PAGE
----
Why Propane Powers Forklifts

Power Your Forklift with Affordable, Lasting Propane

One of the most popular uses for propane in a commercial business setting is to fuel propane-powered forklifts. Why is propane the preferred way to power forklifts? Wouldn’t electricity or diesel work just as well? Let’s discover why.

Health and Safety

Propane leaves a much lower carbon footprint than diesel fuel. A diesel-powered forklift in an enclosed warehouse space can create serious exhaust fumes. The environmental impacts on the planet aren’t good, but the impact on workers may be worse.

Lots of Power

Full propane cylinders can last a full day of work, whereas diesel may need fill ups and electric can wear out before the day is done. Plus, if workers forget to plug their forklift batteries in to charge overnight, you’ve lost many hours of productivity. Knowing that you won’t be running out of fuel is almost priceless.

Affordable Fuel Costs

In our neck of the woods (Mississippi & Louisiana), propane is very affordable up against diesel and electric as fuel sources.

Higher Performance

Propane-powered forklifts outperform electric forklifts that are used in constant/high duty applications.

Use Propane for Your Commercial Forklifts

Neill Gas offers convenient delivery of forklift cylinder propane throughout Louisiana and Mississippi. To learn more about this service or to sign up, contact your closest Neill Gas location.

May 2019: Propane in the News

Propane Proven a Smarter Way to Power Vehicles

Texas Town to Run School Buses on Propane

The Georgetown Independent School District in Georgetown, Texas made the smart decision to cut costs and fuel emissions by purchasing 33 new school buses that run on propane gas instead of diesel. The district will now save over $75,000 in fuel costs a year. Read more about the fleet.

UK Heat Pump Manufacturers are Turning to Propane

Heat Pumps (similar to Central Air units in the US) in the UK manufactured by Vaillant and Wolf are switching to refrigerant-grade propane (R290) instead of Fluorinated (greenhouse) gases to charge them.

LAX Caterer Launches Propane Delivery Trucks

Hacor, an in-flight catering services provider at LAX airport, has deployed seven delivery trucks that are fueled by propane autogas. These trucks are coupled with the ROUSCH CleanTech fuel system. The fuel system is 90% cleaner than the EPA’s most stringent, heavy-duty engine standard.

UPS Debuts a Propane-Powered Terminal Tractor

Power Solutions International and TICO Manufacturing have developed a new UPS terminal tractor powered by propane! The 8.8-liter on-road propane engine truck is widely used in distribution centers, rail terminals, and ports to move semi-trailers and shipping containers.

New Kentucky Propane Tank Manufacturing Plant

A $10 million+ manufacturing plant is being proposed in Campbellsville, Kentucky that will make new propane tanks. The plant will employ 175 people in next few years.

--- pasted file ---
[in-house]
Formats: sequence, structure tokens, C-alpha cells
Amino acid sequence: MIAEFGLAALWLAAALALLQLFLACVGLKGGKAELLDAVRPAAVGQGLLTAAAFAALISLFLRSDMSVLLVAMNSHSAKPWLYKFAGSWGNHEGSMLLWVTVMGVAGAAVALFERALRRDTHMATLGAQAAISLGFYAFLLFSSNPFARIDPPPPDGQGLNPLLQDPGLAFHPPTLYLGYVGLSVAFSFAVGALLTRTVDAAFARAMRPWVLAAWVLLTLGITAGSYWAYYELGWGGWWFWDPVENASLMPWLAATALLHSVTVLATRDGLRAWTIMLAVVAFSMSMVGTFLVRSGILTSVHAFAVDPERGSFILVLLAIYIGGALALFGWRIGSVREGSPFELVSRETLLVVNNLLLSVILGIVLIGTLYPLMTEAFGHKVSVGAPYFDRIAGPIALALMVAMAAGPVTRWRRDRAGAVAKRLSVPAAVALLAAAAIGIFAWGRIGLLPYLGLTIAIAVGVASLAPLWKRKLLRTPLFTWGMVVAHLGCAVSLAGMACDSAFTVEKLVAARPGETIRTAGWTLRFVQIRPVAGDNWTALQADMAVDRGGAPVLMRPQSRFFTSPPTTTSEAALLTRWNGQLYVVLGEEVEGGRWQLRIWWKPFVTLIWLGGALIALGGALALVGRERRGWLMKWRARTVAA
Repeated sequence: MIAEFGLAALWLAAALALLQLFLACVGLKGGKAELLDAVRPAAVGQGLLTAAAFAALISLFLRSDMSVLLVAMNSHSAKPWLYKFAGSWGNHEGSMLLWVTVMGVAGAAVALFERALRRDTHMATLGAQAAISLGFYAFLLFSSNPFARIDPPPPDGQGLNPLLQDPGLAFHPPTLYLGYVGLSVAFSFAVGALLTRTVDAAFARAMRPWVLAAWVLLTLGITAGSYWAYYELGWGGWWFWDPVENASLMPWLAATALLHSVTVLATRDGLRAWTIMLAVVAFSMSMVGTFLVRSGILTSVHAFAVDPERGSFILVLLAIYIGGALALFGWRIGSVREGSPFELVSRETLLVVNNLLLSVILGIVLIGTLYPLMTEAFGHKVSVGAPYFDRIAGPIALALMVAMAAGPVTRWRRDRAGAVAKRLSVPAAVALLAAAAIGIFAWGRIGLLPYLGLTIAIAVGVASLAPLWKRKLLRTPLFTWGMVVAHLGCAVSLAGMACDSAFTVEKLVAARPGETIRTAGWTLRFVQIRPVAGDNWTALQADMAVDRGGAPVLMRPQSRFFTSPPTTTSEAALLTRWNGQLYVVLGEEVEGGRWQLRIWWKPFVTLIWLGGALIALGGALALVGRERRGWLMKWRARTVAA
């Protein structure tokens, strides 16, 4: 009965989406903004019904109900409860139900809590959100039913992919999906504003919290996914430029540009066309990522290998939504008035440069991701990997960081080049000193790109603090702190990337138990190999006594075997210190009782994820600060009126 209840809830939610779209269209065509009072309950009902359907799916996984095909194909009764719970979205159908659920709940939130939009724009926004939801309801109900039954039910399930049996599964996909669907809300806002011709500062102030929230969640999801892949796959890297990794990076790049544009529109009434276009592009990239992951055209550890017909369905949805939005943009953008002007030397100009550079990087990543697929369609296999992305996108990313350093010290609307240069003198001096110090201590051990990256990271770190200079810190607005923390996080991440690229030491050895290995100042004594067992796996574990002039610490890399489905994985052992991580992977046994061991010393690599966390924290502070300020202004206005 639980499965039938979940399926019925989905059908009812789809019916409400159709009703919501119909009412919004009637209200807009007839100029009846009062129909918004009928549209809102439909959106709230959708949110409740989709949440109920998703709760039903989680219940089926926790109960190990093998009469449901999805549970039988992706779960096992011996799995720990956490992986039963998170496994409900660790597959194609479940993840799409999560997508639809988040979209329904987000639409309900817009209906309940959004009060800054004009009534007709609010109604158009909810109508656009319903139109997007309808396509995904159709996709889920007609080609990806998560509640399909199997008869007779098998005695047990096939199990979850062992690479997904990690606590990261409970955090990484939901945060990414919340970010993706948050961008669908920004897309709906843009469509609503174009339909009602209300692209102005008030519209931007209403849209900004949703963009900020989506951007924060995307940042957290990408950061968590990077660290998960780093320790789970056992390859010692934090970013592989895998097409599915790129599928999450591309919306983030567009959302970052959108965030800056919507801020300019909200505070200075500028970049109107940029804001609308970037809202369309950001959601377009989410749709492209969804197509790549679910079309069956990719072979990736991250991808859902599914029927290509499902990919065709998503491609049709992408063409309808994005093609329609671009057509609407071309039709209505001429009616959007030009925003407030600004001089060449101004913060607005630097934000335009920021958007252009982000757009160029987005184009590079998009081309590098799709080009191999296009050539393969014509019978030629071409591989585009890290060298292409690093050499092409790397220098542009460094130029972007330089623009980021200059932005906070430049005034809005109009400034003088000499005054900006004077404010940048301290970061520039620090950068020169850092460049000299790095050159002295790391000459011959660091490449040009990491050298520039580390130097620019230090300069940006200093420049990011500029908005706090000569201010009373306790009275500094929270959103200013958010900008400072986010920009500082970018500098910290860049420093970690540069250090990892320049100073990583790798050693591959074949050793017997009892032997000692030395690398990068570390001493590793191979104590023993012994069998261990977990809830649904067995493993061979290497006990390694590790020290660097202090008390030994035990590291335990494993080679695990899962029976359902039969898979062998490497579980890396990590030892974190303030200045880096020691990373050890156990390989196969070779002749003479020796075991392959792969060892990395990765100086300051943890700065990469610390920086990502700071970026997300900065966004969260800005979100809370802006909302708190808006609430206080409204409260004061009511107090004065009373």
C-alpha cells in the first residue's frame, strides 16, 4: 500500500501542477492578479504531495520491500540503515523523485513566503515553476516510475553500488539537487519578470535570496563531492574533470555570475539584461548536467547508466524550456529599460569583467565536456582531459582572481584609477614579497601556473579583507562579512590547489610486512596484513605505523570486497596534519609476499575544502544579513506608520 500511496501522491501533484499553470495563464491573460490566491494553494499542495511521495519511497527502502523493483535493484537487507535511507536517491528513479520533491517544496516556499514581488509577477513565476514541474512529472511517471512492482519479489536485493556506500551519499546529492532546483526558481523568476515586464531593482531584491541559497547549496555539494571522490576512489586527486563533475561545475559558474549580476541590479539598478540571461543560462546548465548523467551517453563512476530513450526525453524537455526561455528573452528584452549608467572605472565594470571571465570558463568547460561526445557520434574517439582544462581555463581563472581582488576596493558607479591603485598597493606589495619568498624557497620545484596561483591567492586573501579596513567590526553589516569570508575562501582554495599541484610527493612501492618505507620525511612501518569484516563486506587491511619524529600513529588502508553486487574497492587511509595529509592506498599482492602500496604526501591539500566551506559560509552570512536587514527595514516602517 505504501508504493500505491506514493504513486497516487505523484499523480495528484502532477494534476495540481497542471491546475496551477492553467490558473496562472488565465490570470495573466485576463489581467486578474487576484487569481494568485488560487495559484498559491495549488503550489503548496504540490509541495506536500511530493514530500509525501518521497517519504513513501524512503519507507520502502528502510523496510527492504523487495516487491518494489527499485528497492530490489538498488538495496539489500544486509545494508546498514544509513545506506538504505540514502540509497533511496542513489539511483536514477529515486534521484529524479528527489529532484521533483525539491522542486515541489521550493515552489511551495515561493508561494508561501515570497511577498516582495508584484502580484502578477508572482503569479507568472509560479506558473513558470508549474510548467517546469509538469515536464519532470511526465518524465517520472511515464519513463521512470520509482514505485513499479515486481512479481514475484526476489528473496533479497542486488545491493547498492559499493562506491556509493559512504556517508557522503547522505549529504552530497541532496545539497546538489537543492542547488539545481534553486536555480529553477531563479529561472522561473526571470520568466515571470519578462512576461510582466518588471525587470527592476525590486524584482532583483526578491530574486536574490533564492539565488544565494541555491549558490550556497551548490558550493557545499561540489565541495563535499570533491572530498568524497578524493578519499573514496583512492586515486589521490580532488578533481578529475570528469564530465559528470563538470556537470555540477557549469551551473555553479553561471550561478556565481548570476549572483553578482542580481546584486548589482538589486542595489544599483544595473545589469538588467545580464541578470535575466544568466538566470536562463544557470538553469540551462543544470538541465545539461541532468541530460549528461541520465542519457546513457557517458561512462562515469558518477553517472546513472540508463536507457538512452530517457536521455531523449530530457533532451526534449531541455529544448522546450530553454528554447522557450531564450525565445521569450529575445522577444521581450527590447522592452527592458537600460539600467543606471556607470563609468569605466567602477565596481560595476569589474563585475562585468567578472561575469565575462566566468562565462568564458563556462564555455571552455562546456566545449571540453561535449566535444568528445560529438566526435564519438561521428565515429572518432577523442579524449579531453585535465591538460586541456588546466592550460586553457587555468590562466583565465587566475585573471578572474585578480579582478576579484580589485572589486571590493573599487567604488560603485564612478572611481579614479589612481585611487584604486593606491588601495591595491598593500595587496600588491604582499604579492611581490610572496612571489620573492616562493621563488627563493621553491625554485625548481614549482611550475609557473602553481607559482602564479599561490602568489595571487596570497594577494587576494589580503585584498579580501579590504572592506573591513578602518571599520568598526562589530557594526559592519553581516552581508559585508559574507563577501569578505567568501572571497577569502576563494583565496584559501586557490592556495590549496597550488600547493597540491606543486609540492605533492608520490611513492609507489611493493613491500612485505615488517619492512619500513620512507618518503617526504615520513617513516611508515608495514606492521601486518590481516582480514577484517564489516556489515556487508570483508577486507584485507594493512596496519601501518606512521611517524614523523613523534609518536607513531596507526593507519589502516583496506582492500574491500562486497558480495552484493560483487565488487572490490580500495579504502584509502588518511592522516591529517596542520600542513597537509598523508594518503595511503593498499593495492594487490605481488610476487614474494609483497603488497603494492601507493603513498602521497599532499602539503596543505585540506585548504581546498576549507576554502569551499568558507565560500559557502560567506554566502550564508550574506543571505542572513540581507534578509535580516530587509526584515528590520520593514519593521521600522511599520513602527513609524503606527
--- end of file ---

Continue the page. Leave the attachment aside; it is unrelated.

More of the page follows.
What’s the Buzz with Propane?

Propane is an efficient, cleaner-burning alternative to natural gas and electricity. Neill Gas provides propane installation and delivery to homes and businesses across Mississippi and Louisiana. Want to get in on Propane? Contact us today.

Flooding and Propane Tank Safety

Prepare for Heavy Rain with these Tips

We’ve seen record amounts of rain across the Louisiana and Mississippi this year. If you use an above ground propane tank in your yard, it may have recently crossed your mind what safety precautions you should take in the event of a flood.

Do You Live in a Mississippi or Louisiana Flood Zone?

To find out if you live in a flood zone, you can put your address into the FEMA Flood Map. The map will be able to tell you if you live within a flood boundary and the chances you have of flooding.

Step One: Secure Your Tank

Even if you do not live in a flood zone, you should secure your propane tank. Flooding is beginning to strike more and more areas that are not specifically designated as flood zones. It’s best to be on the safe side, and if your tank is not properly secured, it may float away during a flood.

Securing the tank is something we do during installations for our Neill Gas customers, but there are some resources about how to anchor your tank online from FEMA and others.

Step Two: Fill it Up

A propane tank will not float away if the water level is below the liquid propane level. Call Neill Gas to make sure that your tank is filled during the rainy season if your tank is at risk of being submerged. Empty tanks float very easily in flood waters.

Step Three: Close the Valve

If you anticipate a flood, shut off the gas by closing the propane tank’s service valve. You can do this by turning it clockwise.

Step Four: After the Storm

If you’ve closed the valve, you need to get a propane leak test from Neill Gas in order to put your system back into service.

Call Neill Gas to Prepare for Flooding

If you don’t think you’re flood-ready, call Neill Gas. We’ll make sure you’re safely prepared for high water.

Sources: Propane 101